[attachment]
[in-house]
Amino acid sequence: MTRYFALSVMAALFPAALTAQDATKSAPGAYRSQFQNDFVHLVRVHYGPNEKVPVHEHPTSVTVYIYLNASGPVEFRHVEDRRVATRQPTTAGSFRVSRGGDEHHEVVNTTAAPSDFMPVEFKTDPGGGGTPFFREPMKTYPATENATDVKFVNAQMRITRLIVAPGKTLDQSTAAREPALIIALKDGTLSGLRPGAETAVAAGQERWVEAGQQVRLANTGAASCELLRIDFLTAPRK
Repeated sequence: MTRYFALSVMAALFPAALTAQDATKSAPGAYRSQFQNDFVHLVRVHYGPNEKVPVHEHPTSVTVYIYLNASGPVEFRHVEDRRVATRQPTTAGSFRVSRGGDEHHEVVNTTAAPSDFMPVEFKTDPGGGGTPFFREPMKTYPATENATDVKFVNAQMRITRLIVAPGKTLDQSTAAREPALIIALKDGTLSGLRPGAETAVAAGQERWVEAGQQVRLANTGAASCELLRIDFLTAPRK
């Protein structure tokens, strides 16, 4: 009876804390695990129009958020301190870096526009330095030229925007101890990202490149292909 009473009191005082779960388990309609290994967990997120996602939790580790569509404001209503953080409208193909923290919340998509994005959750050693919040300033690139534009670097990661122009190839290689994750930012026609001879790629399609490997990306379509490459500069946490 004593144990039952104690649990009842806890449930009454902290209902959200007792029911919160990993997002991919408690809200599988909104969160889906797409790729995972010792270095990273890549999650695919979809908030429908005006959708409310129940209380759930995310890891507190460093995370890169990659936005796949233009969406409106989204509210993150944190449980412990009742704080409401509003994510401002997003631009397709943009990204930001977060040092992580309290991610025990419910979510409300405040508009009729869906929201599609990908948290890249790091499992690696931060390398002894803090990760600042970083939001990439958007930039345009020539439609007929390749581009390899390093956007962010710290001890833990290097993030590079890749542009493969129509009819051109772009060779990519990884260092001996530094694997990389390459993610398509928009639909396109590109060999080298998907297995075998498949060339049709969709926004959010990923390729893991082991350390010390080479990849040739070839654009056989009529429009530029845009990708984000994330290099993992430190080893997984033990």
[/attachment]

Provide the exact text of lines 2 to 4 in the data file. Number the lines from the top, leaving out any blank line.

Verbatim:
Amino acid sequence: MTRYFALSVMAALFPAALTAQDATKSAPGAYRSQFQNDFVHLVRVHYGPNEKVPVHEHPTSVTVYIYLNASGPVEFRHVEDRRVATRQPTTAGSFRVSRGGDEHHEVVNTTAAPSDFMPVEFKTDPGGGGTPFFREPMKTYPATENATDVKFVNAQMRITRLIVAPGKTLDQSTAAREPALIIALKDGTLSGLRPGAETAVAAGQERWVEAGQQVRLANTGAASCELLRIDFLTAPRK
Repeated sequence: MTRYFALSVMAALFPAALTAQDATKSAPGAYRSQFQNDFVHLVRVHYGPNEKVPVHEHPTSVTVYIYLNASGPVEFRHVEDRRVATRQPTTAGSFRVSRGGDEHHEVVNTTAAPSDFMPVEFKTDPGGGGTPFFREPMKTYPATENATDVKFVNAQMRITRLIVAPGKTLDQSTAAREPALIIALKDGTLSGLRPGAETAVAAGQERWVEAGQQVRLANTGAASCELLRIDFLTAPRK
């Protein structure tokens, strides 16, 4: 009876804390695990129009958020301190870096526009330095030229925007101890990202490149292909 009473009191005082779960388990309609290994967990997120996602939790580790569509404001209503953080409208193909923290919340998509994005959750050693919040300033690139534009670097990661122009190839290689994750930012026609001879790629399609490997990306379509490459500069946490 004593144990039952104690649990009842806890449930009454902290209902959200007792029911919160990993997002991919408690809200599988909104969160889906797409790729995972010792270095990273890549999650695919979809908030429908005006959708409310129940209380759930995310890891507190460093995370890169990659936005796949233009969406409106989204509210993150944190449980412990009742704080409401509003994510401002997003631009397709943009990204930001977060040092992580309290991610025990419910979510409300405040508009009729869906929201599609990908948290890249790091499992690696931060390398002894803090990760600042970083939001990439958007930039345009020539439609007929390749581009390899390093956007962010710290001890833990290097993030590079890749542009493969129509009819051109772009060779990519990884260092001996530094694997990389390459993610398509928009639909396109590109060999080298998907297995075998498949060339049709969709926004959010990923390729893991082991350390010390080479990849040739070839654009056989009529429009530029845009990708984000994330290099993992430190080893997984033990």